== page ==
August 30th, 2015

TNG Darmok

Matt and Gerry introduce their kids to "Uncle Chris"

Social. Sociable. Socializing. Saying "'Sup?" It's like I sometimes forget to do that, at least in person, and that's bad to make a habit. So Wednesday night I managed to do a social visit I've meant to do for a while, and saw friends I hadn't seen in years.

They're Matt and Gerry, two of the people I've known the longest since moving to Portland -- I met Matt in 2001 at the Vesta call center, and Gerry a little later in some non-work situation. We've known each other through some major events, and have eaten together and seen movies together and shot the breeze together. And then they moved to Hawaii for several years. Dammit, I never took them up on an offer to visit them over there, but only saw them during a visit back here to celebrate the young girl they had adopted.

Which they followed by adopting three more young girls. And I got to meet them all Wednesday! They live in Portland now -- longish story that's not mine to tell -- and live within a reasonable distance of my current house. Good encouragement for visiting them more.

So, after years, I got to hug Matt and Gerry again. I met the kids, and immediately learned that I was going to be "Uncle Chris" for my visit, as even friends who aren't related by blood get called "Aunt" or "Uncle" by families in Hawaii. Sign of respect, it is. I did what I could to earn that respect. The girls showed off some of their things -- one of them just got a bicycle for her birthday. They were (and are) high-energy, and enthused about the pizza we had for dinner and the brownies we had for dessert, then went elsewhere in the house to relax, enthusiastically, for the rest of the night. They were a little more spun up than usual as school was starting the next day; getting them prepared for bed was an adventure, one I'm not used to. Matt and Gerry were meant to be parents, though, and they've taken to that job.

I spent the afternoon and evening surrounded by love and inside jokes. I needed that.

I've needed to be more social, and thank goodness I've done more socializing lately than just that. Friday night Mom visited, and I took her for the first time to Big-Ass Sandwiches's brick-and-mortar. Last night was talking, hot dogs and drinks (ginger ale for me, because I'd donated blood earlier that day) with Mat. (He's a different Mat, with one T. I thought I should spell that out.)

Social. Sociable. Socializing. Saying "'Sup?" It's possible.
Captain Kris W'lash

The latest weird feelings about being social

I forced myself not to say it. Or, I managed to keep from saying it; I can put it that way.

Just over a week ago I was visiting Ben, a bike shop owner I know who's married to my friend Kara, and the subject of preseason NFL football came up. I almost started sharing my idea of football of the future. I stopped myself, and actually apologized to Ben because what I'd almost said was too random. It was just linked by the subject being football. It wouldn't have added much to the talk; it would've just been me going to an easy thing for me to say, but which probably would've made him go "What?"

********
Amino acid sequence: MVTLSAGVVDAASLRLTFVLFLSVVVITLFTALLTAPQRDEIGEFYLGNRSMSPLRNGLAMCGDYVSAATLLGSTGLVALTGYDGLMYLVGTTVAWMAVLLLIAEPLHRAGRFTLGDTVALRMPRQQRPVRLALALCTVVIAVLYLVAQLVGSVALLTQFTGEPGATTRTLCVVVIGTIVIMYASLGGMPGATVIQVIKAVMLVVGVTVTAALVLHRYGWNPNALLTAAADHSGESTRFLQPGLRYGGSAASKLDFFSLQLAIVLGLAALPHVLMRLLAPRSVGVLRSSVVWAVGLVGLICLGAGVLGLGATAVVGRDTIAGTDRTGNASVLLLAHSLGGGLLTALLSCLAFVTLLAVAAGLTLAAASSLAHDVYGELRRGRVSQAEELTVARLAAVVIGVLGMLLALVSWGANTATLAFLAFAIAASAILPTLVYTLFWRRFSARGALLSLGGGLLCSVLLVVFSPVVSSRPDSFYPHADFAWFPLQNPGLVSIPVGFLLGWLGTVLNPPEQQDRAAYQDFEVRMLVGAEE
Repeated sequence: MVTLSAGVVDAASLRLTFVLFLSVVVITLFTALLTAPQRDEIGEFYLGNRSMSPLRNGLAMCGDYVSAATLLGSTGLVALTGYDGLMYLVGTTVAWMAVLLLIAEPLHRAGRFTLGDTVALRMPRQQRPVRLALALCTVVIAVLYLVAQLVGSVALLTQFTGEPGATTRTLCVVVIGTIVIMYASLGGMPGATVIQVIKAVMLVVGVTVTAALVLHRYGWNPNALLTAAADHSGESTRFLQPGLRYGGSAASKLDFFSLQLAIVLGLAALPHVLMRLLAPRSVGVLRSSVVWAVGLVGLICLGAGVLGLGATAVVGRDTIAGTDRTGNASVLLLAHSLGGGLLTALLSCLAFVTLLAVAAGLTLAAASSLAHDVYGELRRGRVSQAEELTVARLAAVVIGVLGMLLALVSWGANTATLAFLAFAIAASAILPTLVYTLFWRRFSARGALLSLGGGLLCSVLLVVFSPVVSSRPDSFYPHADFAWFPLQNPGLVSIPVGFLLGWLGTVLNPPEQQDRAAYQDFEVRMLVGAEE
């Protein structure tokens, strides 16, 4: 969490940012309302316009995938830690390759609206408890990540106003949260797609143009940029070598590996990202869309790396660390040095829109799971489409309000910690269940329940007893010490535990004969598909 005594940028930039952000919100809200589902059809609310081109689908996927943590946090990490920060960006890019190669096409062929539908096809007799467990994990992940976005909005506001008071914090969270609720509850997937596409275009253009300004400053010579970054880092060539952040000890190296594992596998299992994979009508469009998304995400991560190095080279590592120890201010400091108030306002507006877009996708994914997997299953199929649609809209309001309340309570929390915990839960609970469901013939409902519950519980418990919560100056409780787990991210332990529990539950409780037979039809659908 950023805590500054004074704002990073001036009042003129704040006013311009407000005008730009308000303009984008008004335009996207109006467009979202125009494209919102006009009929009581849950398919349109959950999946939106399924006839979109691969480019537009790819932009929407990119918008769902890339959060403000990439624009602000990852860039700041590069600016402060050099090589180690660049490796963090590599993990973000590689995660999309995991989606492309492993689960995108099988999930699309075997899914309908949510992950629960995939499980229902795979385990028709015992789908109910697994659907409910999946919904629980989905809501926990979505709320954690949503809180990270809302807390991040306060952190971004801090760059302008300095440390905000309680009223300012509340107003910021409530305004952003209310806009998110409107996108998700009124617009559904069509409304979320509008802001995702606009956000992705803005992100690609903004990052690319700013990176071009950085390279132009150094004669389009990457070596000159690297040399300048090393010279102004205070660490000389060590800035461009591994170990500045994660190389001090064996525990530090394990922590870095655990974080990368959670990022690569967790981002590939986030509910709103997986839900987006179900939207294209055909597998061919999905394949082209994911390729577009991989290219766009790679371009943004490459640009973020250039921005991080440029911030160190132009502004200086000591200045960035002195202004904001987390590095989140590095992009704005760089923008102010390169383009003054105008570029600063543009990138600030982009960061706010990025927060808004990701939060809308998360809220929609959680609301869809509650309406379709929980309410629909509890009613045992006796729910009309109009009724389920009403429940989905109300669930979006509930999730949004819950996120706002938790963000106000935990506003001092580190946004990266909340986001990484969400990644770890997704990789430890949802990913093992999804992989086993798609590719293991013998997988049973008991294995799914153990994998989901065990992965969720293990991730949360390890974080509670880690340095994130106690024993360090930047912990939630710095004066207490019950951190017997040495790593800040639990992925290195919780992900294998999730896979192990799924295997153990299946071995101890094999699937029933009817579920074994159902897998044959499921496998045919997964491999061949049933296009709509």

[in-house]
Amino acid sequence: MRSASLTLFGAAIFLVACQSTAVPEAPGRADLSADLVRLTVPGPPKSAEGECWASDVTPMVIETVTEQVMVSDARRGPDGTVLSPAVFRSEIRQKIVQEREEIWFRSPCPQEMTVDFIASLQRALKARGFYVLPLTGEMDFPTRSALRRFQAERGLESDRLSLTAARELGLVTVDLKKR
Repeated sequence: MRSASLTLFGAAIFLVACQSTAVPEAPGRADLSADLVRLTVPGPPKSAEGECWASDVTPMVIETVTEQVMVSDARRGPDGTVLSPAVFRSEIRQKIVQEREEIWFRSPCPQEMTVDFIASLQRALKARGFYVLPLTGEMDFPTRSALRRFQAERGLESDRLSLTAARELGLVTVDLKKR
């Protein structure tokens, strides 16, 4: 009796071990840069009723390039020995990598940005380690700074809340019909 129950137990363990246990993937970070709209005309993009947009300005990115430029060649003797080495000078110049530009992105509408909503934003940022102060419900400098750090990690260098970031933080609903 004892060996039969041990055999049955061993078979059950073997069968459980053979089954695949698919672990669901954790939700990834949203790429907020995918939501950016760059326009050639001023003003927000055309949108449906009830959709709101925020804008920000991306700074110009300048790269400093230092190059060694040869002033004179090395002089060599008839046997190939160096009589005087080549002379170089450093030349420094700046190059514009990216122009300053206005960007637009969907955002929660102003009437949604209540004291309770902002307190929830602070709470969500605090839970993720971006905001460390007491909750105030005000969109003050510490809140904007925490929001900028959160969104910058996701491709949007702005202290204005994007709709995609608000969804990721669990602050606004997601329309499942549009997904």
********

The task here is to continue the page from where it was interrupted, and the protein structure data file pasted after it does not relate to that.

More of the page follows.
I like that I apologized. It was a good way to check myself. Because darn it, I want and need to be better at what I was talking about earlier, socializing.

Because sometimes lately it feels like I had the socializing equivalent of a stroke, and lost those skills, and need to re-train myself in them.

Over-dramatic way of putting it, I know, but it helps me to think of it that way.

Don't say something just to say something: add something. Pay attention to those around me, and pick up on signals. Am I talking about what we both want to talk about or what I want to talk about? Am I adding something relevant, or at least interesting? And, a big issue, am I making the person feel better that I'm with them?

I've had to keep reminding myself that, generally, people do like me to be around. It's as if I have a harder and harder time accepting that. And I want to reinforce that I can be good with people; I don't want to start pushing people away, due to my insecurity or my other issues.

Also, HOW OFTEN HAVE I WRITTEN ABOUT THIS? How often have I thought and worried about this? Because this is part of the work to be an ever-better person, and I want to do that work well.

Insecurity sucks. You probably knew that, but hey, good reminder.

Take care of yourselves. I'm definitely trying to.
Clay. Bill...Clay.

A thought

Before he helped create Monty Python, John Cleese worked for a month for the international edition of Newsweek. He felt out of his depth, and not long for the job, especially when he got assigned to write an early draft of an obituary for a well-known person who had not actually died yet.

Cleese is probably amused to think that over the years, many people at all sorts of media outlets have had to do the same thing with him.